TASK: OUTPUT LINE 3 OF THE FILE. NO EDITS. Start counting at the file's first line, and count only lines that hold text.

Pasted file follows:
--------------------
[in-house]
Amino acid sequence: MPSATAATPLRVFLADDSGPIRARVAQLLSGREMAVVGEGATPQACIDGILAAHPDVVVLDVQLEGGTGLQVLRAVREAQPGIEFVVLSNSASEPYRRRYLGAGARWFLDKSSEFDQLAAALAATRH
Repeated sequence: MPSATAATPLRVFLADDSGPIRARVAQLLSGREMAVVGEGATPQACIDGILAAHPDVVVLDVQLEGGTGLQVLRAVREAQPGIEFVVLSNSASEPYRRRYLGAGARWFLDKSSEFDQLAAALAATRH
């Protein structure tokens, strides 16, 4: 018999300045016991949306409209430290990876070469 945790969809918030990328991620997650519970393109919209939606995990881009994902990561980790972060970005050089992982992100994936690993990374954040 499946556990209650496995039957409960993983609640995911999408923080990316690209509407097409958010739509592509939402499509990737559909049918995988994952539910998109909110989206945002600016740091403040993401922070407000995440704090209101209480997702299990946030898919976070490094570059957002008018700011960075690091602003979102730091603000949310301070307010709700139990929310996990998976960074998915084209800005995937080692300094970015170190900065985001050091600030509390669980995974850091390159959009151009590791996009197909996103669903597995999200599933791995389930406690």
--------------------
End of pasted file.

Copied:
Repeated sequence: MPSATAATPLRVFLADDSGPIRARVAQLLSGREMAVVGEGATPQACIDGILAAHPDVVVLDVQLEGGTGLQVLRAVREAQPGIEFVVLSNSASEPYRRRYLGAGARWFLDKSSEFDQLAAALAATRH